TSH, Synthroid and Other Problems
Did you know that the vast majority of medicine has no science behind it? Most of what doctors do is based on opinion. Or tradition. Or political correctness. Or any number of things besides science.
And it's wrong a good share of the time.
For instance, the TSH test. Logic says if our pituitary gland keeps telling the thyroid to work harder at producing thyroid hormone, it must mean that the thyroid isn't keeping up. Is that really how it works? Perhaps, but we have no science that confirms it.
Thyroid blood tests, including the TSH test, came along in the 1960s. At the time, 20% of the population suffered from underactive thyroid problems. Medical poobahs, however, set TSH limits to 'allow' 5% of the people tested to meet the hypothyroid requirement. What was that about? Certainly not science.
Then there's the problem of what constitutes a normal TSH level. TSH test ranges have always been a moving target, constantly changing in a vain attempt to make the facts fit the test. Now they find it doesn't work. But they still use it! And how many people crawl through life because of that infernal test?
Why do they keep using it? A blood test lends the appearance of science-and it's certainly easier than listening to a patient's symptoms and figuring out how to make them go away. One doctor went so far as to tell me medicine doesn't believe in symptoms any more.
Then there's the problem of how much medicine to give. Since the advent of thyroid blood tests, the average dose of the thyroid medicine given to hypothyroid patients is half of what doctors prescribed when they treated symptoms. So even if we're treated, we're still in a mess.
TSH test problems
And speaking of thyroid medicines, Synthroid, the blood tests' evil twin, also came out in the 1960s. (Any way you look at it, that was a bad decade.)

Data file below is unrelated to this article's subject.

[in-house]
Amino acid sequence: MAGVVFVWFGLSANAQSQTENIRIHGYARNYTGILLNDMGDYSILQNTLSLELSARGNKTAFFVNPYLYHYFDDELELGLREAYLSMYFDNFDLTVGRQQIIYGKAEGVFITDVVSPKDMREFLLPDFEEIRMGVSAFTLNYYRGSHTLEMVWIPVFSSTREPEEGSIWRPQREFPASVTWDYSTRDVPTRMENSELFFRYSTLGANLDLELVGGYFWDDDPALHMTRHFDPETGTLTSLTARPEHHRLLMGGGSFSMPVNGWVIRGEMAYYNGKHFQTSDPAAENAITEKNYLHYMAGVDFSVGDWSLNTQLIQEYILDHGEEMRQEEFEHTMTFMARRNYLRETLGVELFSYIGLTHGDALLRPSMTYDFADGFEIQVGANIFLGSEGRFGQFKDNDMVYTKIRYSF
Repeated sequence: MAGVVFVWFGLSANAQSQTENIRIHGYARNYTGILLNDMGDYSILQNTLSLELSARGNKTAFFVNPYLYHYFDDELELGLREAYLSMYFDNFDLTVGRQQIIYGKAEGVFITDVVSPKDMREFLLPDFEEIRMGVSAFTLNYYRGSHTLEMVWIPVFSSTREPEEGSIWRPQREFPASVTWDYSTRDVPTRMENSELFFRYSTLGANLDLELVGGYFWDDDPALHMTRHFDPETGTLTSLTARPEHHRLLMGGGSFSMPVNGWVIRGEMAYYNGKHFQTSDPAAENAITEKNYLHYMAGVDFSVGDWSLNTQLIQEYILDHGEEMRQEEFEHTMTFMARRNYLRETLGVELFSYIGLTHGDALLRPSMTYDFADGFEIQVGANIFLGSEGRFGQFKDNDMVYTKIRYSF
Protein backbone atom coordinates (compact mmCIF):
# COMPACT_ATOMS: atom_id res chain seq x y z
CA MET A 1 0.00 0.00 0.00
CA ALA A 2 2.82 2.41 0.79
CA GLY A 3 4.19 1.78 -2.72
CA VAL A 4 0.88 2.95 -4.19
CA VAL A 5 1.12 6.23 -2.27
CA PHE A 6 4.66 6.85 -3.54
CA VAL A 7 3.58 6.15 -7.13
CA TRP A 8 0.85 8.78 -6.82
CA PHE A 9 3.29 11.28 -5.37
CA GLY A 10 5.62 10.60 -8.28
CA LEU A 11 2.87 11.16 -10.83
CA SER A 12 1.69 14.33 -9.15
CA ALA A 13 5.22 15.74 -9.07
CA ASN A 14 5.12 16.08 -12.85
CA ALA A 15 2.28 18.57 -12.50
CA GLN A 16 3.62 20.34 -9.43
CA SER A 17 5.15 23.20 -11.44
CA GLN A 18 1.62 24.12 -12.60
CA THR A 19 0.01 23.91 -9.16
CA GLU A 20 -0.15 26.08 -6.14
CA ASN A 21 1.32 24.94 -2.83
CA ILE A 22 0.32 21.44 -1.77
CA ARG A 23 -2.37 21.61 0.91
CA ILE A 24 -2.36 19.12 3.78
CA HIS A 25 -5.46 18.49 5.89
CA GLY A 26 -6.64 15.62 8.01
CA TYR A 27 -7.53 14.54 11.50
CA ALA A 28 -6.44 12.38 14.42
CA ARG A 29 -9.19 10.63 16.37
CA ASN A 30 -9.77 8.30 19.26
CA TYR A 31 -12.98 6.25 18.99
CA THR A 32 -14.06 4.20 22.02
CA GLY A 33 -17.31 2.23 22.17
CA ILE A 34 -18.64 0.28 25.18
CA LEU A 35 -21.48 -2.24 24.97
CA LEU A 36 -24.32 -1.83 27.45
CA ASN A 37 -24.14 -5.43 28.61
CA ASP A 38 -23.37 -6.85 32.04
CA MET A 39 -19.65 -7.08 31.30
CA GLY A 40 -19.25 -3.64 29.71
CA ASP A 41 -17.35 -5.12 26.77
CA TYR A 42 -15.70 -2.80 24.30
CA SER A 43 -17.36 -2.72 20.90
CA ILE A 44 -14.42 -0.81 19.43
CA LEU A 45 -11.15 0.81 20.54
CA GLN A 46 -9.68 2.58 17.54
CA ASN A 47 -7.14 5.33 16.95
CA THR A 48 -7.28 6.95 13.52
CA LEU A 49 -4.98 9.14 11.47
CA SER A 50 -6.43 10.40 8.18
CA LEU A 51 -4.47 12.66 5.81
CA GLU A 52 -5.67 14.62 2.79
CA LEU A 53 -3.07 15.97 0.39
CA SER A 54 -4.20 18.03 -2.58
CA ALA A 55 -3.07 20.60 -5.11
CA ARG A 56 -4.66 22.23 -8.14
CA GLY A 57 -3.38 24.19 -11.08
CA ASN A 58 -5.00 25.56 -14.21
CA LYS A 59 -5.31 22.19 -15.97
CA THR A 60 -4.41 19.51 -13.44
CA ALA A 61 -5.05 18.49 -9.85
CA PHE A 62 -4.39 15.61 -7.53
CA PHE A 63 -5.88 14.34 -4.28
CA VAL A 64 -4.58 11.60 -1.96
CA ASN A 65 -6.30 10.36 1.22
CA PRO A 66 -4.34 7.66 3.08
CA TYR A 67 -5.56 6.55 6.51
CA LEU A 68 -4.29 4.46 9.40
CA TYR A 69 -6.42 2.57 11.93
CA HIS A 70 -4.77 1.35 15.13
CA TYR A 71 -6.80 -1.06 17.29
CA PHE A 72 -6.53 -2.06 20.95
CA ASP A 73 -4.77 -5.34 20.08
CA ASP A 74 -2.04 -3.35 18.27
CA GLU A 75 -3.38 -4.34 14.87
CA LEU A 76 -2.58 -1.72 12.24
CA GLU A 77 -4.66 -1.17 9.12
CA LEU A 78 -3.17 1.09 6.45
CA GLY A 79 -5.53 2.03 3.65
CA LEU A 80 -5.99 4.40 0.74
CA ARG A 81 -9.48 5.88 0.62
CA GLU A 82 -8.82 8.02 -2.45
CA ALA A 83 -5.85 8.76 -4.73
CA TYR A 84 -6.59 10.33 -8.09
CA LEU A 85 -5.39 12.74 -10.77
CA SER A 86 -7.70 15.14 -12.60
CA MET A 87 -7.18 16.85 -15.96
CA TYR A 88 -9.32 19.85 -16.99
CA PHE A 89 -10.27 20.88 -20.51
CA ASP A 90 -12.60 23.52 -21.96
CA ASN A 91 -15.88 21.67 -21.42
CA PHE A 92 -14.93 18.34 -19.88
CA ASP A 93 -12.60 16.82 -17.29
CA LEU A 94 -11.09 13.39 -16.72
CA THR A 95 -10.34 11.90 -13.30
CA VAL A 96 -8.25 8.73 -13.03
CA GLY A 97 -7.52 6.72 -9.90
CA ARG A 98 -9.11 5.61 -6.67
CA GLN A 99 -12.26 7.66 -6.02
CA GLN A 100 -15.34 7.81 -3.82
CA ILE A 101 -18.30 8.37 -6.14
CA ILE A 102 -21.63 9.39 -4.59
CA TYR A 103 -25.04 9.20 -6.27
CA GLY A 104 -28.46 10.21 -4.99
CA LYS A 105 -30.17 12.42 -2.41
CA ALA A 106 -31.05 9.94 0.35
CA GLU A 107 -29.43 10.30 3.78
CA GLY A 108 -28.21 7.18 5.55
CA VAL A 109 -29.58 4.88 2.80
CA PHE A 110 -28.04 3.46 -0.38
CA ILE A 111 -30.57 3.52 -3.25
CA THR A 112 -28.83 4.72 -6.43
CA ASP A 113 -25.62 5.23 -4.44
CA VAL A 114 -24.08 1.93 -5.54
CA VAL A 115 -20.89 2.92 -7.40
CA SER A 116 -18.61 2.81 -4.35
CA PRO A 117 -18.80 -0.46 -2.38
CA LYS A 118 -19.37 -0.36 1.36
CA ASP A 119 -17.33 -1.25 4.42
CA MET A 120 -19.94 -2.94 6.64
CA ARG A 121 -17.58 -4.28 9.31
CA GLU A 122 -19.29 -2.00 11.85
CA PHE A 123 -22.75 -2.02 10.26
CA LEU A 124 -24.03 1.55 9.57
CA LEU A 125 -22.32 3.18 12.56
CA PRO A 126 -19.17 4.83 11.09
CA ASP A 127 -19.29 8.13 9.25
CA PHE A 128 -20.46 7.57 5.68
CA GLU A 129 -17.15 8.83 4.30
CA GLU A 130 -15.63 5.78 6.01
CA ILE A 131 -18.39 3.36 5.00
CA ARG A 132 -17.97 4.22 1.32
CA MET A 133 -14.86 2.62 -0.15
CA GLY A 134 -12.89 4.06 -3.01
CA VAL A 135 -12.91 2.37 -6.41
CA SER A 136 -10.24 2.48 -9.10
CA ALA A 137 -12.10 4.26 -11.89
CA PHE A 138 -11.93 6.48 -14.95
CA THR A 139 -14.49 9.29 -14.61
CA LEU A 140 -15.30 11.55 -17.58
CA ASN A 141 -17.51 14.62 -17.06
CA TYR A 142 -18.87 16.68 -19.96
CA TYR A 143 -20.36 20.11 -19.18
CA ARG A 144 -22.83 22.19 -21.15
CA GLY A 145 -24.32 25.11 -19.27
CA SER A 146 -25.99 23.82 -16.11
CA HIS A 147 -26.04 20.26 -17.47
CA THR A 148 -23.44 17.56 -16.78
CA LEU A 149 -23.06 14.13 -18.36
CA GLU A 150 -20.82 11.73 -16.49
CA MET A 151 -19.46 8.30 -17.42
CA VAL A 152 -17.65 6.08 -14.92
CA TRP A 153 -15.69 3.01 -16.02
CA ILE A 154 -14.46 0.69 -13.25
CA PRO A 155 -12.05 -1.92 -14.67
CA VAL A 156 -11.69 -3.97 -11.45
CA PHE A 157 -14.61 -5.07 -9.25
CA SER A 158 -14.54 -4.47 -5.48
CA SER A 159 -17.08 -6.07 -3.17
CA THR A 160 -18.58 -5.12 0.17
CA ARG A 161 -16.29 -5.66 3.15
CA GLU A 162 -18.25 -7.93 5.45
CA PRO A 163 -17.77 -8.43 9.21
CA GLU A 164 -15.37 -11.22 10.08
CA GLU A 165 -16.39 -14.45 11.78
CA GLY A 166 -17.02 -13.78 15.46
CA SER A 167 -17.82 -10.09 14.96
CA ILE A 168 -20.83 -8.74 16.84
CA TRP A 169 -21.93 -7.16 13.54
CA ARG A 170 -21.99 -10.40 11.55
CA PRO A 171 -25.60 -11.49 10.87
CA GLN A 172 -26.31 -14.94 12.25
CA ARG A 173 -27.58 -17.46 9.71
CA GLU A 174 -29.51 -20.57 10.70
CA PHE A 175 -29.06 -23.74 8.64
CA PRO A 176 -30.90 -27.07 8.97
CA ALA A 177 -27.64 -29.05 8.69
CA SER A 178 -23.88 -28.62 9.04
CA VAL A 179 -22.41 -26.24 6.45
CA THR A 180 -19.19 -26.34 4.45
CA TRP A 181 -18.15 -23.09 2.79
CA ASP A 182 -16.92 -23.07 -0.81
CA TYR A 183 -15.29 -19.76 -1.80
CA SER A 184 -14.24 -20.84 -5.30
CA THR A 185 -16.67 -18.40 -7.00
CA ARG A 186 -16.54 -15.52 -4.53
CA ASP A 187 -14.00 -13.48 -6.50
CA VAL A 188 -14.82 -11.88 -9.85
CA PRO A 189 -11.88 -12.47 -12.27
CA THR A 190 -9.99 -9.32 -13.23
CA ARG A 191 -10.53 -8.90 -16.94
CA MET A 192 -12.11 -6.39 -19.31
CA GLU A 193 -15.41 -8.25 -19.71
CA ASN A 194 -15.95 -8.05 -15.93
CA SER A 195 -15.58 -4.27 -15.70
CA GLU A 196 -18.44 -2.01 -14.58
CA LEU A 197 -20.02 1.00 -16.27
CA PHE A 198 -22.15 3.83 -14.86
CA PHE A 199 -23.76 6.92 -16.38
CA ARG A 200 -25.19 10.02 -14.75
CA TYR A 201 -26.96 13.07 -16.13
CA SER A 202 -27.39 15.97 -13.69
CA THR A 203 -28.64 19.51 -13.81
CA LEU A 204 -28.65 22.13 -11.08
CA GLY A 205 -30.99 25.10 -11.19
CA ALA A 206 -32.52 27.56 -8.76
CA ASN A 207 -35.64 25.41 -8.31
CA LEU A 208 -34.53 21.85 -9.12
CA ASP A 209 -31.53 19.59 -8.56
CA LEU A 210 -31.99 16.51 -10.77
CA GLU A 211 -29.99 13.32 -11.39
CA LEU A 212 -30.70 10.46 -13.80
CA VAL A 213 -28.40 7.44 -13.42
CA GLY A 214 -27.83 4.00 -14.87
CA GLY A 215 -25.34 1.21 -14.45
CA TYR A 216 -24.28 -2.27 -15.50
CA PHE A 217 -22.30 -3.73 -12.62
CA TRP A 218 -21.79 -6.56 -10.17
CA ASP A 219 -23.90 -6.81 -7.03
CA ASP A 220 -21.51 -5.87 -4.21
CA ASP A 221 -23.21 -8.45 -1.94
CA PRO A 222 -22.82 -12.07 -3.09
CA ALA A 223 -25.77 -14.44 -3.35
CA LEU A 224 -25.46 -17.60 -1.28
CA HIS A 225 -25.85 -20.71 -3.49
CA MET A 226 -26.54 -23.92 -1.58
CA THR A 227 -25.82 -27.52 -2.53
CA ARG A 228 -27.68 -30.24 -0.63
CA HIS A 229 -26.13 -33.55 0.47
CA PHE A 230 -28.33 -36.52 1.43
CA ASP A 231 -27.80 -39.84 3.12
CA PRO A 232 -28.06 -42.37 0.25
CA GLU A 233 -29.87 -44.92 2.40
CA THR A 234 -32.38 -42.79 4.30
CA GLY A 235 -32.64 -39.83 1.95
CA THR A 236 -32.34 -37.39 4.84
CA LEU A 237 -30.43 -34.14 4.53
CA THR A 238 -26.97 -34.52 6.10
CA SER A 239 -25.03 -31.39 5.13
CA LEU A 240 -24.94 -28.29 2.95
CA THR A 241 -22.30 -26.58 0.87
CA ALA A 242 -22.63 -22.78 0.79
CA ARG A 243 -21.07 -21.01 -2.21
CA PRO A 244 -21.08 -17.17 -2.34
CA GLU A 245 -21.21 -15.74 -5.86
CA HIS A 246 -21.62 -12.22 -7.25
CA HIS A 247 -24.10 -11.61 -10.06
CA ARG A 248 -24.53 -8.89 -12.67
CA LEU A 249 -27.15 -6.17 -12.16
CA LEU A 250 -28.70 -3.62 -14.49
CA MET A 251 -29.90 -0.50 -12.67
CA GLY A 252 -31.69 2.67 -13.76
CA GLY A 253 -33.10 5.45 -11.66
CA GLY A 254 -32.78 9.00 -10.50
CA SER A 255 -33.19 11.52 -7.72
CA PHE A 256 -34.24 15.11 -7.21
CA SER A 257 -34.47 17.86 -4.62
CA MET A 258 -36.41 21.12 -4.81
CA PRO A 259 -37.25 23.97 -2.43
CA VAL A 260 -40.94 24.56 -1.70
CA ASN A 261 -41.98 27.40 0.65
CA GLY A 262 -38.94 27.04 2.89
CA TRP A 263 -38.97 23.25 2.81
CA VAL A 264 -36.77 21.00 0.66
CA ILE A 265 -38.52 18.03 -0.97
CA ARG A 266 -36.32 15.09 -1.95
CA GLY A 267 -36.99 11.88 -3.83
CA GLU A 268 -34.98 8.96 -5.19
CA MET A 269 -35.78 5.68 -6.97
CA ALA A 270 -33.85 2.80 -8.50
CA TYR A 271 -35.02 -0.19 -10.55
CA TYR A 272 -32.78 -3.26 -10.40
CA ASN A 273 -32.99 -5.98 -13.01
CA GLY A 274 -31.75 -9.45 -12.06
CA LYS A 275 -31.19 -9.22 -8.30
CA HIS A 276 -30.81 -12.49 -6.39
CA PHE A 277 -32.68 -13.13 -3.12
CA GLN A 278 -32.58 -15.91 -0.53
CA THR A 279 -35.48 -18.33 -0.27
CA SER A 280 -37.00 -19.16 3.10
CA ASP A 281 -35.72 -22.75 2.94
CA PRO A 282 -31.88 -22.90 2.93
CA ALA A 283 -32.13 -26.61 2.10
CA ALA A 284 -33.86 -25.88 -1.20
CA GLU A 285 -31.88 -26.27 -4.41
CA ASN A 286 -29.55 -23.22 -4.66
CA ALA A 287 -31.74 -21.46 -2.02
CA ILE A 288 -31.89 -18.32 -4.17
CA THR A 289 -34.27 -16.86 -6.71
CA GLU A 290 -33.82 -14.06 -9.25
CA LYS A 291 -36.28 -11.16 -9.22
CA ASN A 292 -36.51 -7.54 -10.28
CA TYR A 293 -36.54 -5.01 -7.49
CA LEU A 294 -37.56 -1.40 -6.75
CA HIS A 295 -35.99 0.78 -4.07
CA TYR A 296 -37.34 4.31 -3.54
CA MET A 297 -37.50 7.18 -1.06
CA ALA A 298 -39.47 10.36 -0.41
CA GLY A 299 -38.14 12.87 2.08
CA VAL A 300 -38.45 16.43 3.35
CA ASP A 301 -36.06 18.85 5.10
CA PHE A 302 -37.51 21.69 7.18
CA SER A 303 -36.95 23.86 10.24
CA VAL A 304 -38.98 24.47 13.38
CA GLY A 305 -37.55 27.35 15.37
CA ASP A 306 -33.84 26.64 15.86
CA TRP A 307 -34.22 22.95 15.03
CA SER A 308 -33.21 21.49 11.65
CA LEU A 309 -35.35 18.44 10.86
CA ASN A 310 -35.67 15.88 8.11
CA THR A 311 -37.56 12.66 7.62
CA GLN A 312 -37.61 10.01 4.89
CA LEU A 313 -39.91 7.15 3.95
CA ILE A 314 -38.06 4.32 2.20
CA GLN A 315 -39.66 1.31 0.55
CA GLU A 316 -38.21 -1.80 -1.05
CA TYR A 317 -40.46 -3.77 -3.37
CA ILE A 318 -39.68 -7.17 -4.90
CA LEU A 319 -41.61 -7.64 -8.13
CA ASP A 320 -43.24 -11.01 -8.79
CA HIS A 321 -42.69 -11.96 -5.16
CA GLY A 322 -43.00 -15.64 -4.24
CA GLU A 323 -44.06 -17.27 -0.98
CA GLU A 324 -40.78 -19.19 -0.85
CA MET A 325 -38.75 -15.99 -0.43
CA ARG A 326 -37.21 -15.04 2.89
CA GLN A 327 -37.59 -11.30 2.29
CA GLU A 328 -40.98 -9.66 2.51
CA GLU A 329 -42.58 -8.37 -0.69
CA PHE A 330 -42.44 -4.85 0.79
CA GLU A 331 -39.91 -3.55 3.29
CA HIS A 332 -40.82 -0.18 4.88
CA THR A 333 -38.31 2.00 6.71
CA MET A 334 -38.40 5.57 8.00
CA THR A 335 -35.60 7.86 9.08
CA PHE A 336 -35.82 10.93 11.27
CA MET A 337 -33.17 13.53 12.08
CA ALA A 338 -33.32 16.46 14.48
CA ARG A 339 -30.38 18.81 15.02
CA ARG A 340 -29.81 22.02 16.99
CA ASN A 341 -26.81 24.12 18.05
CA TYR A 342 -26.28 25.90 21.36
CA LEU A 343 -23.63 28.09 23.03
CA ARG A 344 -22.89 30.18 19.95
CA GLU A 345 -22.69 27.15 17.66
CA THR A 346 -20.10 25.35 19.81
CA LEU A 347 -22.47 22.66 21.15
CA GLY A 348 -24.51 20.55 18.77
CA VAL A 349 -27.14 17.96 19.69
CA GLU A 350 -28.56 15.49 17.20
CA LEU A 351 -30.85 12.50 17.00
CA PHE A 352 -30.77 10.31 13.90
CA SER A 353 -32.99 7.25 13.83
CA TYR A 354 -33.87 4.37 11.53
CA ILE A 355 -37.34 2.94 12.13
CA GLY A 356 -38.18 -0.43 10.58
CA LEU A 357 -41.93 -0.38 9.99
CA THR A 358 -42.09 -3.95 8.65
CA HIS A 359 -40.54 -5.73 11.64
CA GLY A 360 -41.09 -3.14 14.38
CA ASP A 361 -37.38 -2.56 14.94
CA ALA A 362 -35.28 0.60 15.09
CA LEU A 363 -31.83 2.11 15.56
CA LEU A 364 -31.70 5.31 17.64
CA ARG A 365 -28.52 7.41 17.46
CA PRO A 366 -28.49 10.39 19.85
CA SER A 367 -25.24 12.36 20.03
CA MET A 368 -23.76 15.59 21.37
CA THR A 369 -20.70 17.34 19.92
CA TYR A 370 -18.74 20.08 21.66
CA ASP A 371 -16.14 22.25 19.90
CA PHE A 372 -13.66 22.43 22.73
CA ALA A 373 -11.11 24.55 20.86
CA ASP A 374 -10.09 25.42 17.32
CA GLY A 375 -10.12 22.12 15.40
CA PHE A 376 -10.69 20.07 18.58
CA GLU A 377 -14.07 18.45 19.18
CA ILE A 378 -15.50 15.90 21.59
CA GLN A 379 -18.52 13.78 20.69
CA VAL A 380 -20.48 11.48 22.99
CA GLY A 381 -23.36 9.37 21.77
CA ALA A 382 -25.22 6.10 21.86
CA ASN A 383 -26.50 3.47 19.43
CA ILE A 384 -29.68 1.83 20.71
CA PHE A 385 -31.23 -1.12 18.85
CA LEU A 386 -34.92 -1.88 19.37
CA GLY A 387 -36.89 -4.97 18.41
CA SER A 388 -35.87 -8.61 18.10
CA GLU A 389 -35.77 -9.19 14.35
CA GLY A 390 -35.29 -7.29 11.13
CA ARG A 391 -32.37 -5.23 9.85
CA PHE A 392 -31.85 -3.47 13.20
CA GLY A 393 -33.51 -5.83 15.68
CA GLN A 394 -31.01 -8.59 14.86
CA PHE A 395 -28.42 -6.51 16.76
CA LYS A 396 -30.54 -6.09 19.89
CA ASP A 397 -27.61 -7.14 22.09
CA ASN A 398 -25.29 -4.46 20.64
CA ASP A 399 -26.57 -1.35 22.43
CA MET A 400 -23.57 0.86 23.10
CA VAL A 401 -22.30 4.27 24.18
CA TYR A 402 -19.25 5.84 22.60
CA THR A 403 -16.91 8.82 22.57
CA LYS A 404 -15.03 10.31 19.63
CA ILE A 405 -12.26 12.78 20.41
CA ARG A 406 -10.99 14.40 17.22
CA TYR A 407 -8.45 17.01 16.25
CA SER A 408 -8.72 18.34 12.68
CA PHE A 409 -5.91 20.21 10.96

First problem: Synthroid stands for synthetic thyroid. Our bodies don't like synthetic anything.
Second problem: Natural thyroid contains all five parts of the thyroid hormone: T4, T3, T2, T1 and calcitonin to protect or bones. Synthroid, besides being synthetic, contains only T4.
The theory (again there's no science) says T4, the slow-acting, storage part of thyroid hormone will convert to T3, the active form-which is what we need-as we need it.
Well, not so fast, Chester. Conversion depends on a lot of things. First off, most people can't get the job done because their bodies don't know the trick. Additionally, low cholesterol, so praised by doctors, prevents conversion. Not to mention the fact that 95% of us lack the minerals required for the T4/T3 conversion. In short, we can't depend on any conversion.
Without the conversion, of course, we never get any active thyroid hormone, and we feel like death warmed over, but, again, the blood tests say we're fine. We may be verging on comatose, but we're fine.
Third problem: Lots of people have an allergic reaction to Synthroid-and all its generic equivalents.
Put these problems all together, and they spell disaster.
But here's the kicker: While Synthroid and its ugly generic cousins don't improve your health, they make the blood tests (T3, T4, etc.) look fabulous! You may be in a heap on the floor gasping for air, but you're fine; the tests say so.
You can only look on in dismayed astonishment as your doctor waves the test result 'evidence' around and declares victory.
Never mind that untreated/under treated hypothyroidism causes the entire endocrine system-the wheel in the middle of the wheel in how our bodies work-to go whacko. Never mind, as well, that it causes heart disease. Among other things.
In fact, never mind anything, The unscientific, unreliable test has spoken.
Doctors celebrate "evidence-based medicine." Well, the evidence is in, and all the thyroid blood tests get a failing grade. As for Synthroid, is there such a thing as an F-?
Find a doctor who treats patients, not tests.
God is good,
Copyright by Bette Dowdell. All rights reserved
P.S. Bette Dowdell is not a doctor, nor does she purport to be She's a patient who's been studying and successfully handling her own endocrine problems for more than 30 years. She offers introductory teleseminars and an in-depth 12-month subscription program, "Moving to Health" about living well with endocrine issues. She explains how things work-or don't, discusses what things to avoid as well as the things that help, and she provides a lot of well-researched nutritional information. Subscribe to her free e-zine at Information is power.